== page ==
Instead of killing Microsoft (NASDAQ:MSFT), open source software could actually make the company stronger. Have I lost my mind with this thesis? Certainly not. Let me explain.
Microsoft's next major Windows Server release, code-named Longhorn, will make-or-break the company's Web 2.0 and enterprise software strategy. The latest test release of Longhorn shipped on April 4, according to ZDNet's Mary Jo Foley. Microsoft expects to ship the final product to business customers late this year.
Now, for some unconventional thinking: For Longhorn to truly succeed, I believe Microsoft will need open source application developers in its corner. Sound impossible? Guess again.
Sure, some members of the mainstream press and even some naive members of the IT trade press believe open source applications only run on Linux. How wrong they are. In reality, major open source developers -- from MySQL to SugarCRM -- have long supported Windows. In fact, about 30 percent of SugarCRM deployments run on Windows- rather than Linux-based systems, according to a spokeswoman for SugarCRM.
But that's not good enough. Microsoft needs to move deeper into the open source community. And it needs to move fast. The day Longhorn is ready to ship, Microsoft needs to make sure MySQL, SugarCRM, Centric CRM and other open source application developers are ready to support the new operating system.
Apparently, Microsoft agrees with me. A trusted source says Microsoft recently attempted to join the Open Solutions Alliance. The organization, which includes about a dozen open source companies, declined to admit Microsoft into the group because members worried about Microsoft's motives.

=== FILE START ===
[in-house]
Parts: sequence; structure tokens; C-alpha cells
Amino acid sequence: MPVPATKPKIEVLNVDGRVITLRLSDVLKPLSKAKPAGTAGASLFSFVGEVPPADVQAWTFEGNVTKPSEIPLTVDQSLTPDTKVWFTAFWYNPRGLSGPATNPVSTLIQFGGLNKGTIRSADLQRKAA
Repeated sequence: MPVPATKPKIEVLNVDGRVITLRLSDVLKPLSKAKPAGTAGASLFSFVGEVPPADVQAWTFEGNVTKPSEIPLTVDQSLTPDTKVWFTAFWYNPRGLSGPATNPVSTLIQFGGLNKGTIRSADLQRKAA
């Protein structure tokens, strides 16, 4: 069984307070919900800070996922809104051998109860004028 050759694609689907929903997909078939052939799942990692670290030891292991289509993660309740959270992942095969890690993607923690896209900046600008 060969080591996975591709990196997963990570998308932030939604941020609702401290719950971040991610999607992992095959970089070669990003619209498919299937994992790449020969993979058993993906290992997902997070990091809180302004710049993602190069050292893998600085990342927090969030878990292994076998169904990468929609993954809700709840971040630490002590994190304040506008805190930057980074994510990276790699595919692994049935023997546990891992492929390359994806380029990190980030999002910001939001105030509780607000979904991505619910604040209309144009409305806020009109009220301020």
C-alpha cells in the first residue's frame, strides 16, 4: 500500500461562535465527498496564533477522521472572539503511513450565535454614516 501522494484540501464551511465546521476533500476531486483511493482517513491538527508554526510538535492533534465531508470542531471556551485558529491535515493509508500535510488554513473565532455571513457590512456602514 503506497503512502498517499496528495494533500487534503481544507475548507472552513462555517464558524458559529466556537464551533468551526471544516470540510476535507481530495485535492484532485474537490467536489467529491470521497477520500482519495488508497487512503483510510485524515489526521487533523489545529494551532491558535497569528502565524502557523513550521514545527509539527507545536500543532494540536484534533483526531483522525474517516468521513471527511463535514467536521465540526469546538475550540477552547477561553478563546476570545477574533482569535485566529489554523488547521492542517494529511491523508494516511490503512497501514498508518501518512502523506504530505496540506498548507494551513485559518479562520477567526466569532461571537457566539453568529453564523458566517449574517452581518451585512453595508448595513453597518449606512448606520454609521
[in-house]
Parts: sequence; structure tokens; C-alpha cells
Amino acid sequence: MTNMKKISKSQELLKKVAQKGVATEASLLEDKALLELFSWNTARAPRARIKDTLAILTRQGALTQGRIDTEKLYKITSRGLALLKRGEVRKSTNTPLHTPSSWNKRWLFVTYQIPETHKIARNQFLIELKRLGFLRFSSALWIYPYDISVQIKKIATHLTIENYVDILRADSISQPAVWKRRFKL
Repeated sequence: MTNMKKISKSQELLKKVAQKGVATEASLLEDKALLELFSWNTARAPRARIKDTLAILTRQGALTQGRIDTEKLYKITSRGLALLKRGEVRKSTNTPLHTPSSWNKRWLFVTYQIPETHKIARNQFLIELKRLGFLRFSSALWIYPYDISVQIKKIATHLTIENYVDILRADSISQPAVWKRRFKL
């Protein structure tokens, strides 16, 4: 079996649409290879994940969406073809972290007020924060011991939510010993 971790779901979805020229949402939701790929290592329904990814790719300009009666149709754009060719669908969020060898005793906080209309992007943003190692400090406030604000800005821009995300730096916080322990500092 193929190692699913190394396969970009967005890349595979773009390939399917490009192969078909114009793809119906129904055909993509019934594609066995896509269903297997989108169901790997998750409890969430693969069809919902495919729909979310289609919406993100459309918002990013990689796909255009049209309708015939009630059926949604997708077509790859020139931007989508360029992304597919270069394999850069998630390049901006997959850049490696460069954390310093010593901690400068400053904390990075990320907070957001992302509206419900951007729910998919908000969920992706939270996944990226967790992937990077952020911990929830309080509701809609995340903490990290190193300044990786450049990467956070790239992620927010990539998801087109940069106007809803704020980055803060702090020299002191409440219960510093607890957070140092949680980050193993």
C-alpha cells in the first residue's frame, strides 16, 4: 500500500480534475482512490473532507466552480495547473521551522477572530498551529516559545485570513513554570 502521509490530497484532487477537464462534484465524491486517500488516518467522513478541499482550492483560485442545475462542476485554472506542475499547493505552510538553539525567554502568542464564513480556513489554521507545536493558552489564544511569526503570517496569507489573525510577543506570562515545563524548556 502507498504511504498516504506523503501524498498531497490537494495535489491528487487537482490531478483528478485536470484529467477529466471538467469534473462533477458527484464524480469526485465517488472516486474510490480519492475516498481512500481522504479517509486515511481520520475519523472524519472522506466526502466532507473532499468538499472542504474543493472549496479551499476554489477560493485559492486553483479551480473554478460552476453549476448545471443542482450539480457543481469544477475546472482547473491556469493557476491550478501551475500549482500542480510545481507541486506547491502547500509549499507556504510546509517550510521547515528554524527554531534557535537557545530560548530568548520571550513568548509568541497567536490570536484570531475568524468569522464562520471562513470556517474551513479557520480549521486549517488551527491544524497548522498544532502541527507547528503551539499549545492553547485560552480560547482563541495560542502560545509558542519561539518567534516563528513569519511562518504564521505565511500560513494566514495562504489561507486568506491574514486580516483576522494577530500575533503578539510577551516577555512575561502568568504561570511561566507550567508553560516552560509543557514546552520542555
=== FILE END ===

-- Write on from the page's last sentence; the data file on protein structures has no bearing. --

History suggests that Microsoft will continue reaching out to developers. Flash back to 1993. At the time, Microsoft's Windows NT Advanced Server was a new product desperate for customers. In order to stir demand, Microsoft spent several years recruiting big software developers -- companies like CA Inc. (NASDAQ:CA), SAP AG (NYSE:SAP) and even Oracle Corp. (NYSE:ORCL) -- to support NT.
Sure, Oracle and other third-party software providers competed fiercely with Microsoft's own email and database groups. But competition in the application arena stirred demand for Windows NT, and ultimately made Microsoft a server powerhouse. If you were a Microsoft shareholder in the 1990s, NT paid you some huge dividends.
Now, Microsoft needs to create an equally rich market for Longhorn applications. If the company doesn't embrace more open source application partners, rival operating systems like Red Hat (NYSE:RHT) Linux will continue to gain momentum.
Of course, Microsoft's Windows empire was built upon third-party application support. Microsoft somehow forgot that critical rule when it recently shipped Windows Vista for desktops and notebooks. Can anybody name a single great application for Vista? Anyone?
Fact is, there are no killer applications for Vista. For the sake of Microsoft shareholders, customers and partners, let's hope the software giant doesn't make the same mistake with Longhorn.